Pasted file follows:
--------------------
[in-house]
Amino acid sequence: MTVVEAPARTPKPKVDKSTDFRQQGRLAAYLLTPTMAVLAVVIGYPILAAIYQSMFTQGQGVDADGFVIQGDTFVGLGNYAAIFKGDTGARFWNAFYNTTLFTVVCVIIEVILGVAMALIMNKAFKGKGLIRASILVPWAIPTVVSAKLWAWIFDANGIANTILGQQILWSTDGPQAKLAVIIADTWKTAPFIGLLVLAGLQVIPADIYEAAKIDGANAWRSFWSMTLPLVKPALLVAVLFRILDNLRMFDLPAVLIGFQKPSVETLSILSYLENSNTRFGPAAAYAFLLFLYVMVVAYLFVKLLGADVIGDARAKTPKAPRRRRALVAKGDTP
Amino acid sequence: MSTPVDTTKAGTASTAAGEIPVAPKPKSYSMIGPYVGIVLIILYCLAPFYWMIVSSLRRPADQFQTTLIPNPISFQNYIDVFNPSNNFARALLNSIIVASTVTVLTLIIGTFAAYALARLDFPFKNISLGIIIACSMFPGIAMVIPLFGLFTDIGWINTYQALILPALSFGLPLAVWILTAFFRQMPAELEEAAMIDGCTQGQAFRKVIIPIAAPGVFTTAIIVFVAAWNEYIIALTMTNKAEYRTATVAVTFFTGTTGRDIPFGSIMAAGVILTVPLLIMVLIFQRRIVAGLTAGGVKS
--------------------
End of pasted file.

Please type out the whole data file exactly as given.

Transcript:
[in-house]
Amino acid sequence: MTVVEAPARTPKPKVDKSTDFRQQGRLAAYLLTPTMAVLAVVIGYPILAAIYQSMFTQGQGVDADGFVIQGDTFVGLGNYAAIFKGDTGARFWNAFYNTTLFTVVCVIIEVILGVAMALIMNKAFKGKGLIRASILVPWAIPTVVSAKLWAWIFDANGIANTILGQQILWSTDGPQAKLAVIIADTWKTAPFIGLLVLAGLQVIPADIYEAAKIDGANAWRSFWSMTLPLVKPALLVAVLFRILDNLRMFDLPAVLIGFQKPSVETLSILSYLENSNTRFGPAAAYAFLLFLYVMVVAYLFVKLLGADVIGDARAKTPKAPRRRRALVAKGDTP
Amino acid sequence: MSTPVDTTKAGTASTAAGEIPVAPKPKSYSMIGPYVGIVLIILYCLAPFYWMIVSSLRRPADQFQTTLIPNPISFQNYIDVFNPSNNFARALLNSIIVASTVTVLTLIIGTFAAYALARLDFPFKNISLGIIIACSMFPGIAMVIPLFGLFTDIGWINTYQALILPALSFGLPLAVWILTAFFRQMPAELEEAAMIDGCTQGQAFRKVIIPIAAPGVFTTAIIVFVAAWNEYIIALTMTNKAEYRTATVAVTFFTGTTGRDIPFGSIMAAGVILTVPLLIMVLIFQRRIVAGLTAGGVKS